Rabbi Martha Bergadine
The United Jewish Congregation of Hong Kong
One of the (many) differences between living in Hong Kong and the States is school trips. Where in the U.S. our children might have contented themselves with a trip to the zoo, a museum, or the state capitol, my daughter’s educational visits have taken her to Beijing, London, Venice, Berlin, Prague, Kiev, and very soon, Nepal.
A few weeks ago, my youngest went on his class trip to Shanghai. This was a sort of rite of passage – his first time traveling without any family – and beginning about three weeks prior to departure be began counting the days, marking them off with an “X” on the calendar. As the countdown progressed his anticipation and excitement grew.
Right now, we Jews find ourselves in the midst of such a countdown – the counting of the Omer, the 49 days between the second night of Pesach and Shavuot. This countdown is described in the passage of this week’s Torah portion, Emor, which presents the Festival calendar. The Torah says
And from the day on which you bring the sheaf of elevation offering – the day after the Sabbath – you shall count off seven weeks. They must be complete: you must count until the day after the seventh week – fifty days; then you shall bring an offering of new grain to the Lord. You shall bring from your settlements two loaves of bread as an elevation offering . . . On that same day you shall hold a celebration; it shall be a sacred occasion for you . . . (Ex, 23:15, 16)
The sheaf mentioned here, called an omer, literally “a measure” in Hebrew, refers to the first grain to ripen in the spring, and gives the period between Passover and Shavuot its name -- “The Omer.” The sacred occasion at the end of the counting is Shavuot, literally “weeks,” a reference to the week of weeks (7 weeks x 7 days) of the Omer preceding it.
While the Torah is silent about the reason for counting the weeks, the agricultural roots of the Omer period are clear. The omer was brought at the beginning of the barley harvest, and the harvesting of grain continued throughout the seven weeks. This period culminated on Shavuot with the offering of bread made from wheat as an act of thanksgiving. For a farming society, this was a powerful recognition that God, not the farmer, ultimately “brings forth bread from the earth.”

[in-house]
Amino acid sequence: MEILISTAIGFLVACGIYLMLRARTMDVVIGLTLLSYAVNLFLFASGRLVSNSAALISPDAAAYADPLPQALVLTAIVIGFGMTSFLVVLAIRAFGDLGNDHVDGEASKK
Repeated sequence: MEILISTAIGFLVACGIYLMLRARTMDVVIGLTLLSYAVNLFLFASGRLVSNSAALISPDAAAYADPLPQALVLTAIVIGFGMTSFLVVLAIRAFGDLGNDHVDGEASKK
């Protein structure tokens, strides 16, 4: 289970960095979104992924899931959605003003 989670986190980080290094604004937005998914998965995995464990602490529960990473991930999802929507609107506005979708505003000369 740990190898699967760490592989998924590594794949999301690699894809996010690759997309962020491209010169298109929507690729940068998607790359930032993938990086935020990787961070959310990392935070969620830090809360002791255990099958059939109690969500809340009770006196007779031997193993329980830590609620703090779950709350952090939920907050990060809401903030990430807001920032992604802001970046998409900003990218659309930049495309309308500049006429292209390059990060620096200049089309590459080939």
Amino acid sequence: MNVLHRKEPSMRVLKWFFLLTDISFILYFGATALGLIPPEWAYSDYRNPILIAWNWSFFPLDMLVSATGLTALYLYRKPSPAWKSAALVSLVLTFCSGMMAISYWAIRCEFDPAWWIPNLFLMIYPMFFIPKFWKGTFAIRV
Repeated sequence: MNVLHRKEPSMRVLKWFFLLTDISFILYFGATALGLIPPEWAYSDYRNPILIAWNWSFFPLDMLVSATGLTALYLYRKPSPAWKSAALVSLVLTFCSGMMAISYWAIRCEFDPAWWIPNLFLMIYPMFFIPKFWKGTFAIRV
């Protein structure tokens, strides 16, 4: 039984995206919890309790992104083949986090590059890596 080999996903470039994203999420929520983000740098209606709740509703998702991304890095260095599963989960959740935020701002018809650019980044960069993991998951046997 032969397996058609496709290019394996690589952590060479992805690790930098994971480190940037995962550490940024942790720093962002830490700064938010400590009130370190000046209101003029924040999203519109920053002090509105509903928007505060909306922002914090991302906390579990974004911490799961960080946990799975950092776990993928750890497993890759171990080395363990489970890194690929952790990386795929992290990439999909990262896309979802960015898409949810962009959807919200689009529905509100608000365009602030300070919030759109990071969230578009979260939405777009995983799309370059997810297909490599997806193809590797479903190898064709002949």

But today, the counting of the Omer appears to depart from the Torah’s instructions. We begin counting on the second night of Passover, rather than the day after Shabbat as mentioned in the Torah. And the 50th day, Shavuot, is celebrated as the anniversary of the giving of the Torah, not by the offering of bread. How are we to reconcile that with the Torah’s statement?
The rabbis taught that “the Sabbath” does not refer to the usual day of rest, but here to the first day of Pesach, and so the count should begin on the second night of Passover. The implication of this timing and is profound: Shavuot becomes the fulfillment of the Exodus. The Israelites are not delivered from Egypt to simply be a free people, rather, they are to be transformed into a holy nation. Through the revelation at Sinai and the Israelites’ acceptance of the Covenant, their transformation from avdei Pharaoh – slaves of Pharaoh – to avdei HaShem – servants of God is made complete. They are not simply freed from slavery but rather freed for the purpose of being God’s people because only when they are free from bondage are the Israelites truly free to commit themselves. Passover and Shavuot then, are not separate holidays, rather they are one unit linked by the Omer.
Fulfilling the mitzvah of counting the Omer can help us prepare to recommit ours to the Covenant on Shavuot. The procedure of counting the Omer is simple and can be found on page 570 of Mishkan T’filah. At the most basic level, taking the time to count each evening allows us to stop our usual activity and be fully present for a moment. By counting the Omer we are reminded that every day counts – this maybe a cliché but it is true. Pausing to count we can ask: How have we spent our time? And how have we used our freedom? To what are we most strongly committed? How can we deepen our commitment to Torah and the Jewish people?
By linking Exodus of Passover with the revelation of Shavuot, the Omer reminds us that we are truly free only when we commit ourselves to a purpose. The week of weeks that is the Omer offers us an opportunity for reflection and growth as we draw nearer to Sinai.
But perhaps most simply, counting the Omer reminds us of how thrilling it is to look forward to an exciting experience or a wonderful gift. The rabbis taught that, like my son crossing off the days before his trip to Shanghai, the Israelites were so excited to receive the Torah at Sinai that they counted off the days, the days of the Omer.
Like them, may our hearts always be filled with excitement, joy, and wonder as we contemplate God’s gift of Torah.